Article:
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Anna Karenina 435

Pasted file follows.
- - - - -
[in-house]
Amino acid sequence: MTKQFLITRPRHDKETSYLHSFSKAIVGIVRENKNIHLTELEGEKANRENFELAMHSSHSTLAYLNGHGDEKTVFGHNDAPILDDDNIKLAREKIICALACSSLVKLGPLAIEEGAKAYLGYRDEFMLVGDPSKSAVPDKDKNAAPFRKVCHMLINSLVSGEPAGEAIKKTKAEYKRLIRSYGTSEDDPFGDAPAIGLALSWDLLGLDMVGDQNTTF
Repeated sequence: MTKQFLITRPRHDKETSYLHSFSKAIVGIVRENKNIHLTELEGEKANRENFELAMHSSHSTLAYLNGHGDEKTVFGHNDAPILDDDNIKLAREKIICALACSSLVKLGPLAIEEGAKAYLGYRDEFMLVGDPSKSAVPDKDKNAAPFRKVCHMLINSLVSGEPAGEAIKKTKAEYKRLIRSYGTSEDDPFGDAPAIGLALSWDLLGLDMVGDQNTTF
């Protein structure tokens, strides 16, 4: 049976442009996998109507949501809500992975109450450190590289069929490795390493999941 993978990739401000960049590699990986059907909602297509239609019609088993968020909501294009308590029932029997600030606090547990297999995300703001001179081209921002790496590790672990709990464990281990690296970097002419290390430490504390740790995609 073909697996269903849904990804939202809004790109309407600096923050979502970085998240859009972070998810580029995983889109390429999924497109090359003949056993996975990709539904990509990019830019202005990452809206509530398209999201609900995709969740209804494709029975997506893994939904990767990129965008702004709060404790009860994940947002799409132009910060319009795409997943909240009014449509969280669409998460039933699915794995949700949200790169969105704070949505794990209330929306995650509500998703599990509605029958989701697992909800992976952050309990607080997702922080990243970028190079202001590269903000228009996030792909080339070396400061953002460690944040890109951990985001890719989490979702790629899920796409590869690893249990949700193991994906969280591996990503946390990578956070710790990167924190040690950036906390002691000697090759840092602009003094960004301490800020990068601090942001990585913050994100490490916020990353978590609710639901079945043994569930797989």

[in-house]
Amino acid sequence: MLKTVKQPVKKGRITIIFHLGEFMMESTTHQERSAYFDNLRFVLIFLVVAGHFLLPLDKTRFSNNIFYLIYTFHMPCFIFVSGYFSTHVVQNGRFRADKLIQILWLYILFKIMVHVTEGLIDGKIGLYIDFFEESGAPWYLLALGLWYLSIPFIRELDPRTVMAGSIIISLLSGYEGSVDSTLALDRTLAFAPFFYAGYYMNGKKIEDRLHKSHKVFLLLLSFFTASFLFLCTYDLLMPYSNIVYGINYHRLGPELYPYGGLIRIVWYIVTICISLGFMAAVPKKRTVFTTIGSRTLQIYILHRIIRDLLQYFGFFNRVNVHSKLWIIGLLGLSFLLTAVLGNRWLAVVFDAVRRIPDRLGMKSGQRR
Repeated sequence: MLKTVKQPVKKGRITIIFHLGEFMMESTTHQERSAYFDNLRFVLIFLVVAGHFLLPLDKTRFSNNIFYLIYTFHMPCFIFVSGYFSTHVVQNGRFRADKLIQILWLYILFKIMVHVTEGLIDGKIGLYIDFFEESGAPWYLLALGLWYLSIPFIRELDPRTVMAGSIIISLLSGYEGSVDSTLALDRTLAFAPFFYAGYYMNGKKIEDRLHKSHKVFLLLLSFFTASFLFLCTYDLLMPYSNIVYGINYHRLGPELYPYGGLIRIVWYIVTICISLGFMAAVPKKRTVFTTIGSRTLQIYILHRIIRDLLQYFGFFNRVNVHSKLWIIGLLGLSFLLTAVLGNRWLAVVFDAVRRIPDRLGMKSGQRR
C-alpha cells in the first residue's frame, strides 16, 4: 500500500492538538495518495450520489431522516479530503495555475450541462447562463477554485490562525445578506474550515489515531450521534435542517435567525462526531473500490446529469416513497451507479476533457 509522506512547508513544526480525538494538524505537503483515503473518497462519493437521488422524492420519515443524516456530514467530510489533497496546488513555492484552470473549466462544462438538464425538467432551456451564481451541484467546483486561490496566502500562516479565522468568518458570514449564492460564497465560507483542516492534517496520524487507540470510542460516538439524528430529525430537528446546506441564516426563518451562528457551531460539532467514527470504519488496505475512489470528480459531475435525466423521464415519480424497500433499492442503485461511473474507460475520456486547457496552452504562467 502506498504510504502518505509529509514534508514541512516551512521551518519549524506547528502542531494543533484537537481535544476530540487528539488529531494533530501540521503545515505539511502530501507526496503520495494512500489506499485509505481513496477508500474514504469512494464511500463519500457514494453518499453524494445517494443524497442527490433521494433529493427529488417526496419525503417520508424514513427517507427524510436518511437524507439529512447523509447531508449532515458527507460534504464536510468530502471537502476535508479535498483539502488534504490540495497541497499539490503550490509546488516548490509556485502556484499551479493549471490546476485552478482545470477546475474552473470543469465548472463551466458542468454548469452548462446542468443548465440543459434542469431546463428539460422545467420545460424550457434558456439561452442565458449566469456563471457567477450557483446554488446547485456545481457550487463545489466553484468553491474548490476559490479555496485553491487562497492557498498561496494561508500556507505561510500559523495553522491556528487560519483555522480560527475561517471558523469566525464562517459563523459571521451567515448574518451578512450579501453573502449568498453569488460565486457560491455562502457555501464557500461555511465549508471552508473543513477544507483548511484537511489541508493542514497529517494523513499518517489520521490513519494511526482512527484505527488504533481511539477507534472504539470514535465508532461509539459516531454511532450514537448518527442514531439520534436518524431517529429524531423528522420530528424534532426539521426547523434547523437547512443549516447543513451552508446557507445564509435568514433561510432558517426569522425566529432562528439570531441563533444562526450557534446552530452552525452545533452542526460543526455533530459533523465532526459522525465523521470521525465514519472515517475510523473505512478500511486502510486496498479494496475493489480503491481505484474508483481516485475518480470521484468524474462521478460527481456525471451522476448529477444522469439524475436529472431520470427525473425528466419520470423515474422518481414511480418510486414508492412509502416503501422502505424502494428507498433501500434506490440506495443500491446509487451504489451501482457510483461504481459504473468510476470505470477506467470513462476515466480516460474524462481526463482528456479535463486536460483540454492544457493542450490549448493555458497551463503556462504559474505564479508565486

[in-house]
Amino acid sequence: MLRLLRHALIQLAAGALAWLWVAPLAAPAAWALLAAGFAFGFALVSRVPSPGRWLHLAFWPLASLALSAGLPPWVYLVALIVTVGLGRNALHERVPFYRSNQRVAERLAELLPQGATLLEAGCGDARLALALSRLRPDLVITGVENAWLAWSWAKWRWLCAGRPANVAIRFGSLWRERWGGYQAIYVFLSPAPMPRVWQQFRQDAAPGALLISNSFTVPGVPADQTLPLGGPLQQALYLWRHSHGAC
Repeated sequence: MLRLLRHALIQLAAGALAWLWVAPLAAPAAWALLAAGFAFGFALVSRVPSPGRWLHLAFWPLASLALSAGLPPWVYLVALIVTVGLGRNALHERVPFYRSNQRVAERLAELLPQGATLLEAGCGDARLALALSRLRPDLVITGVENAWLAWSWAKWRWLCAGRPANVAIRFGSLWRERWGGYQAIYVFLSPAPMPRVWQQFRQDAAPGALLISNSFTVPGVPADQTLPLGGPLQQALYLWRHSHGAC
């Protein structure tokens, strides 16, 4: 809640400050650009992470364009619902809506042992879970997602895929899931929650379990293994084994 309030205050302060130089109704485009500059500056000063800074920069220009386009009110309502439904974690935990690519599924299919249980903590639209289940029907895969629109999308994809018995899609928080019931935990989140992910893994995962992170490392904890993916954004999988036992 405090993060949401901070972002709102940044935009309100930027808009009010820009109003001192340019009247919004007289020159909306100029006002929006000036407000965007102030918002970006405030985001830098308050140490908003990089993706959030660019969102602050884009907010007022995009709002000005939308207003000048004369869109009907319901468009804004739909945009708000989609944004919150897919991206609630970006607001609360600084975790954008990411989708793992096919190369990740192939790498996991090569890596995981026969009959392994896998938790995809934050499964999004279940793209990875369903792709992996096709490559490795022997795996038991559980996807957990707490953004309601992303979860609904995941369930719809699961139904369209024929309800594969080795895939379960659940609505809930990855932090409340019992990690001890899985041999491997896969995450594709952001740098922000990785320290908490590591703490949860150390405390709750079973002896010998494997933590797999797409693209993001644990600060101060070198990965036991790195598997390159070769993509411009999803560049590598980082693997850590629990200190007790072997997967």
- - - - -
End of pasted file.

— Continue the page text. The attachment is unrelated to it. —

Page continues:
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that man!" she thought. Seeing his hat on the rack, she shuddered with aversion. She did not consider that his telegram was an answer to her telegram and that he had not yet received her note. She pictured him to herself as talking calmly to his mother and Princess Sorokina and rejoicing at her sufferings. "Yes, I must go quickly," she said, not knowing yet where she was going. She longed to get away as quickly as possible from the feelings she had gone through in that awful house. The servants, the walls, the things in that house--all aroused repulsion and hatred in her and lay like a weight upon her. "Yes, I must go to the railway station, and if hes not there, then go there and catch him." Anna looked at the railway timetable in the newspapers. An evening train went at two minutes past eight. "Yes, I shall be in time." She gave orders for the other horses to be put in the carriage, and packed in a traveling-bag the things needed for a few days. She knew she would never come back here again. Among the plans that came into her head she vaguely determined that after what would happen at the station or at the countesss house, she would go as far as the first town on the Nizhni road and stop there. Dinner was on the table; she went up, but the smell of the bread and cheese was enough to make her feel that all food was disgusting. She ordered the carriage and went out. The house threw a shadow now right across the street, but it was a bright evening and still warm in the sunshine. Annushka, who came down with her things, and Pyotr, who put the things in the carriage, and the coachman, evidently out of humor, were all hateful to her, and irritated her by their words and actions. "I dont want you, Pyotr." "But how about the ticket?" "Well, as you like, it doesnt matter," she said crossly. Pyotr jumped on the box, and putting his arms akimbo, told the coachman to drive to the booking-office. Chapter 30 "Here it is again! Again I understand it all!" Anna said to herself, as soon as the carriage had started and swaying lightly, rumbled over the tiny cobbles of the paved road, and again one impression followed rapidly upon another. "Yes; what was the last thing I thought of so clearly?" she tried to recall it. "_Tiutkin, coiffeur?_--no, not that. Yes, of what Yashvin says, the struggle for existence and hatred is the one thing that holds men together. No, its a useless journey youre making," she said, mentally addressing a party in a coach and four, evidently going for an excursion into the country. "And the dog youre taking with you will be no help to you. You cant get away from yourselves." Turning her eyes in the direction Pyotr had turned to look, she saw a factory hand almost dead drunk, with hanging head, being led away by a policeman. "Come, hes found a quicker way," she thought. "Count Vronsky and I did not find that happiness either, though we expected so much from it." And now for the first time Anna turned that glaring light in which she was seeing everything on to her relations with him, which she had hitherto avoided thinking about. "What was it he sought in me? Not love so much as the satisfaction of vanity." She remembered his words, the expression of his face, that recalled an abject setter-dog, in the early days of their connection. And everything now confirmed this. "Yes, there was the triumph of success in him. Of course there was love too, but the chief element was the pride of success. He boasted of me. Now thats over. Theres nothing to be proud of. Not to be proud of, but to be ashamed of. He has taken from me all he could, and now I am no use to him. He is weary of me and is trying not to be dishonorable in his behavior to me. He let that out yesterday--he wants divorce and marriage so as to burn his ships. He loves me, but how? The zest is gone, as the English say. That fellow wants everyone to admire him and is very much pleased with

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